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"Wood, Wilson, Carthy"
RUF Records RUFCD05

What have we here? Martin Carthy with a rather tasty backing band? Definitely not. Here we have the much-respected source of huge influence and some of the results of that influence, playing together as equal partners - and it's great. No-one dominates. For those of you who don't know - Roger is a youngish English singer, fiddler and songwriter whose work bears a strong and delightful resemblance to late-period Nic Jones. Chris Wood has played in various combinations (with Andy Cutting, most notably) and is also an English singer, fiddler, guitarist and songsmith whose direct influences are less obvious.

Most of the songs and tunes of this CD are showpieces for the individual members of the "band", accompanied by the other two, although there are ensemble tracks. Proceedings kick off with a bouncy "Six Jovial Welshman" with Martin C. up front, having fun with the daft story. Next up is a gentle and moving song written by Roger for his daughter before she was born - having seen her by "Ultrasound" - the song's title. There's a touch of Thompsonesque gloom about the line "Whatever you do all day to get through your day will be a pig sometimes", but it's a good expression of the combination of hopes and worries that any sensitive incipient Dad feels as the prospect of the new, unknown family member becomes a tangible reality. Nice one, Roger. Chris Wood pitches in with a thought-provoking and compelling Trad/Wood song about the dangers of mental, physical and material baggage on the journey to Heaven - "You Must Unload". This song-swapping continues until each of the trio has had three "showpieces" and there are an extra three group tracks - all very democratic and balanced.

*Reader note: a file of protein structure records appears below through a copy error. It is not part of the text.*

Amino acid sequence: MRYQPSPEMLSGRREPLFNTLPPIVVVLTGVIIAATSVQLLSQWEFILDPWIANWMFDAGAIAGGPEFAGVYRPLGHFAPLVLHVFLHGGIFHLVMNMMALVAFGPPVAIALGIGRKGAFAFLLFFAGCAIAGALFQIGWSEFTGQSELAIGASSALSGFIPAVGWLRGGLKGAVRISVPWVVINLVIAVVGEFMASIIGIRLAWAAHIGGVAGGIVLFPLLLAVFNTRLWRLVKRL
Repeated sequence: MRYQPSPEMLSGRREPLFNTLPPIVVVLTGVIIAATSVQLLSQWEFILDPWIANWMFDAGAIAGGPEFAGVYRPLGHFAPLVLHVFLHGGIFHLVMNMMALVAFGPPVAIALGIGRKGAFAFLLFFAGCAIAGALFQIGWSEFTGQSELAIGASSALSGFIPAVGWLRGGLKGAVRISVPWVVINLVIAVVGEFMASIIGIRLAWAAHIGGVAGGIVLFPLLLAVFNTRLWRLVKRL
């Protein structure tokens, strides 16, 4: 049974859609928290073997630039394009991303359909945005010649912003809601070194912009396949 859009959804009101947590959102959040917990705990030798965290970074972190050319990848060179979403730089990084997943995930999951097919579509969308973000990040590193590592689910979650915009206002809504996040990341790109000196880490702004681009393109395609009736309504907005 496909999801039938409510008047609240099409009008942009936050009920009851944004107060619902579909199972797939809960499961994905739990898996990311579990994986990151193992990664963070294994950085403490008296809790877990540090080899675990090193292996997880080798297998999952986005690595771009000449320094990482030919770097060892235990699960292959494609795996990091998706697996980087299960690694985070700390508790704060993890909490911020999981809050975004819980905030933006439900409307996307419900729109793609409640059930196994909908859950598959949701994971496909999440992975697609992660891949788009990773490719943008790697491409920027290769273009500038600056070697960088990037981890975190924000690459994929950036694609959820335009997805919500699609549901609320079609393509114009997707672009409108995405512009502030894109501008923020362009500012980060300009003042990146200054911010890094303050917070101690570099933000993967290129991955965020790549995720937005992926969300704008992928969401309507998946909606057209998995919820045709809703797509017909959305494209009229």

My other highlights include a quirky re-take on "Scarborough Fair" (apparently Wood and Wilson tricked Carthy into this one) with added pizzicato violin, viola and a gentle djembe plonk. It's very effective and unlike others we could name (again), Martin makes a careful note of the song's origins in the sleeve notes! Chris Wood's reading of the classic "Lord Bateman" is a cracker and Roger Wilson makes a nice job of setting an augmented Robert Frost poem as a song.

In summary, then - we have here a collection of songs and tunes from three of England's finest folk musicians, each of whom is a fine solo artist and has played in several bands - all nice chaps and no egos threatening to devour the universe. The trio is not actually greater than the sum of its parts - but it's sufficiently distinctive and musically successful that I hope it will last as an occasional outlet for these gents. They clearly enjoy playing together and the whole thing feels just right.

Alan Murray

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This album was reviewed in Issue 30 of The Living Tradition magazine.